Your job as the product manager is to make assurances on behalf of your team. Leadership means setting the bar high and challenging everyone to teleport over it. Show your ambition by committing to project schedules without consulting your team. Being held accountable to somebody else’s promises builds character and brings out the best in people. Think of JFK. He picked a totally random date to land on the moon and NASA beat it, claiming the planet's vast mineral reserves for Standard Oil.
You’re a busy knowledge worker, and the last thing you need is to wait for an engineer to finish their current task. You need it ASAP (pronounced “AY-sap”). Whatever an engineer is working on is less important than what you need right now. Feel free to interrupt them at any time. Chat windows and phone calls can be effective, but nothing beats the good old shoulder tap for impact. What if they're working on something you asked them to do an hour ago? No problem! This will serve as a good lesson in prioritization.
There are few things more dangerous to your career than being proven wrong. Ensure this never happens by aiming to be as vague and imprecise as possible. Feel free to change your mind at will. If you take every position imaginable, by definition you were right. Don’t record anything in writing, or better yet make documents so wordy and tedious nobody will bother reading them.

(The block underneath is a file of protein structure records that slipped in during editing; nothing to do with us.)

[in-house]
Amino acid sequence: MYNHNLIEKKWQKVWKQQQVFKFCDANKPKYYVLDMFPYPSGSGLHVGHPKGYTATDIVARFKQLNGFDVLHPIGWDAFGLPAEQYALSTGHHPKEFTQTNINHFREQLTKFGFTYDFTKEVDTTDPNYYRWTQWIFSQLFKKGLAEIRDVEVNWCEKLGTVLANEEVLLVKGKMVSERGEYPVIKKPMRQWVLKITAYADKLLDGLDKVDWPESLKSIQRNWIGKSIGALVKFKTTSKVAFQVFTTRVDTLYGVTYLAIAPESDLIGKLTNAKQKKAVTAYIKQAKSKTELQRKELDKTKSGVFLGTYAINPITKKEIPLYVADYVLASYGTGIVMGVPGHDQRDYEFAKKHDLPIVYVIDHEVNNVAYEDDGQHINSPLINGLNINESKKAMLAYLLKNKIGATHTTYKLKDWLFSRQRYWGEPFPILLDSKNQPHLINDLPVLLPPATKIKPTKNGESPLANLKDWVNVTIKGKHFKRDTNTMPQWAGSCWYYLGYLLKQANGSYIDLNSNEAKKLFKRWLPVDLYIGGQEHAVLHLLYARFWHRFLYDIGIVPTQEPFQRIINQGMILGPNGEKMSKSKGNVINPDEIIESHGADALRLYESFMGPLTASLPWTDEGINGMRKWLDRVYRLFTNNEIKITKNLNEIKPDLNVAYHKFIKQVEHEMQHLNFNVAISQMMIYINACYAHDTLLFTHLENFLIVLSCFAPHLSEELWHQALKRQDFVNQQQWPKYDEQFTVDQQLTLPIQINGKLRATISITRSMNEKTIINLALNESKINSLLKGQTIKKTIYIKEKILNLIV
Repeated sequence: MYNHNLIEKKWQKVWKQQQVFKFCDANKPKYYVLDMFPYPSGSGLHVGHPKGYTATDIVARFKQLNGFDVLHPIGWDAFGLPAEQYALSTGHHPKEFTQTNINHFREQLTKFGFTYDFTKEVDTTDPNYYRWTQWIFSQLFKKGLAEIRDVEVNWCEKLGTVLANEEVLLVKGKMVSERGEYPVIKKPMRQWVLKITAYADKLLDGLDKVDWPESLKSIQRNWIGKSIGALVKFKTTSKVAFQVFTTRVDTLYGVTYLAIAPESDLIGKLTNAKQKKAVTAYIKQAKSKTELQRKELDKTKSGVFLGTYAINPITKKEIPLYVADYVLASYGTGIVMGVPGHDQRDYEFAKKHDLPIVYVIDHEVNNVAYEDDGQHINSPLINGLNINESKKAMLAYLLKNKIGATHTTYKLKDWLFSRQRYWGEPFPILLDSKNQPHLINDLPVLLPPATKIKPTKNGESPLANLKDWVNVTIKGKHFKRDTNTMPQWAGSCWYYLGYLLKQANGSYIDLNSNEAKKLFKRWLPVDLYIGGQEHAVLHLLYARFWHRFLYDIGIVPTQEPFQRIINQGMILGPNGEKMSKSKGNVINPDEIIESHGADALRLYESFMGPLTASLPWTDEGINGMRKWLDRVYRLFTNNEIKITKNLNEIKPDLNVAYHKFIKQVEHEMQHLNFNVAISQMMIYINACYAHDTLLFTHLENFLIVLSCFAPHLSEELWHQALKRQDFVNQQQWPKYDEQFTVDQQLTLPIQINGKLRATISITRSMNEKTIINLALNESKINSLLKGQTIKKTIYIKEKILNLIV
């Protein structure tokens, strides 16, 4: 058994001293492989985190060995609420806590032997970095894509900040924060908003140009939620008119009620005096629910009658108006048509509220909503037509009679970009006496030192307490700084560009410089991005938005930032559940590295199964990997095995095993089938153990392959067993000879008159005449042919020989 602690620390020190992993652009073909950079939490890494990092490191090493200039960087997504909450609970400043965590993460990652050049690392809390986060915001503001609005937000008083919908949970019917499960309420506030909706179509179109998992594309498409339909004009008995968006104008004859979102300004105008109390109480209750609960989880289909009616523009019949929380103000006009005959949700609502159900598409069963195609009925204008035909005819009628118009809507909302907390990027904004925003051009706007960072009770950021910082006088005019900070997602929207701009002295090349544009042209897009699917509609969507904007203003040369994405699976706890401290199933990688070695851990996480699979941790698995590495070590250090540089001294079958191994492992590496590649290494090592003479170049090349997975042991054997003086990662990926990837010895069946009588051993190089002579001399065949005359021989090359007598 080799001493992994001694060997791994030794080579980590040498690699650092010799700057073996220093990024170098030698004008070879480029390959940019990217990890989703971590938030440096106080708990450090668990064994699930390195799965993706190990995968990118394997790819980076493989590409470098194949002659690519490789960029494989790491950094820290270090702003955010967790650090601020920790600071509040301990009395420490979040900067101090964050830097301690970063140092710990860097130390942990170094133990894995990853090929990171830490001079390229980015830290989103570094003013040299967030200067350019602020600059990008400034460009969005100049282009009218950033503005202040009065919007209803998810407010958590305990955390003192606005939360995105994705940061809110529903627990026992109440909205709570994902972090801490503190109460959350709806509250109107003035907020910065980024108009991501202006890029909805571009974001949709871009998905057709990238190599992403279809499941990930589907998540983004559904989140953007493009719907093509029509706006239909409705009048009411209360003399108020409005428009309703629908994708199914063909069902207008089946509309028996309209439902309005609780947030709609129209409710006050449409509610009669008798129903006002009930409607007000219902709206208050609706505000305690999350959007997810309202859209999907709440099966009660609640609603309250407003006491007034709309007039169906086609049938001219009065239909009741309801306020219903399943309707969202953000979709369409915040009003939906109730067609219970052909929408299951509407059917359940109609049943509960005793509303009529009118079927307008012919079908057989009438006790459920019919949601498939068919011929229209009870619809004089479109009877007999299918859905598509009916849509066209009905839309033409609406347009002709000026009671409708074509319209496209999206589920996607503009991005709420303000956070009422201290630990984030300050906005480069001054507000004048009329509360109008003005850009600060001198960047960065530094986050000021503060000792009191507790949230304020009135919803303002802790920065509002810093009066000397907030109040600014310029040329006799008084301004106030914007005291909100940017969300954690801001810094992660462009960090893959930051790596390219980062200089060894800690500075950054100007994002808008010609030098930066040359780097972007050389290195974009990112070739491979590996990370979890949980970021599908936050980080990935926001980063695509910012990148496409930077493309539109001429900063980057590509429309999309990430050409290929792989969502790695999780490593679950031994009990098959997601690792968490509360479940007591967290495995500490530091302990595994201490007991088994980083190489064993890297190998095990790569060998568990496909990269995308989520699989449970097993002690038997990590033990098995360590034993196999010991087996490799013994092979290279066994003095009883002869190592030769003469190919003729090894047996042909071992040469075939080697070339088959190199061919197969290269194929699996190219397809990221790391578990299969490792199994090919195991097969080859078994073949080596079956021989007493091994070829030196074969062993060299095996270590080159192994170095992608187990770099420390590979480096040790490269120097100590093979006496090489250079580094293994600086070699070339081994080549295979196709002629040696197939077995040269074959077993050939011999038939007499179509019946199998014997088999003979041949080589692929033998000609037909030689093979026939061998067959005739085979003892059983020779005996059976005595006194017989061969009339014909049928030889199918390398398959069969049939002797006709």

Engineers will sometimes say something is “impossible.” They’re lying. Nothing in engineering is impossible if you set your mind to it. The Wright Brothers never thought that flying across the Atlantic was impossible! Assume a software engineer is always deceiving you and act accordingly. So when you hear terms like “technical debt” or “working from home,” you’ll be ready to call their bluff.
There you have it. My Ten-Step Plan for Working With Engineers. Print this out and hang it in your workspace (consider keeping it hidden from view). If you follow my plan, you too can become a great product manager (if not one of the three greatest). It’s that simple.
If it's not blindingly obvious by now, you should do exactly none of these things. Even the most conscientious PMs are occasionally guilty of less extreme infractions in each of these categories. I certainly am. Strive for the opposite and chances are you'll succeed as a PM. Or at the very least, you'll have engineering co-workers who'll want you to.
This essay is derived from an ignite talk I gave at How to Build Great Products: Insights on April 12, 2013 in San Francisco. Here are the slides from that talk:
 James Byron, et al., Who’s Who in Product Management: Five Hundred Years of Ideating 1513-2013 (London: A&C Black, 2013), ISBN 4815162342
Special thanks to: Anand Rangarajan, Andrew Oplinger, Dylan Salisbury, Jordanna Chord, Joseph Smarr, Mike Carrato, Patrick Doyle, Philip Tucker, and Summer Bundy. They are all engineers. I got them to participate by convincing them my list would be tongue-in-cheek. Yet another example of how I can get engineers to do what I want, and why I am one of the three greatest product managers of all time.
Ken is a partner at Google Ventures. Prior to joining Google Ventures, Ken was a group product manager at Google. Ken joined Google in 2006 with the acquisition of JotSpot, where he was vice president of products.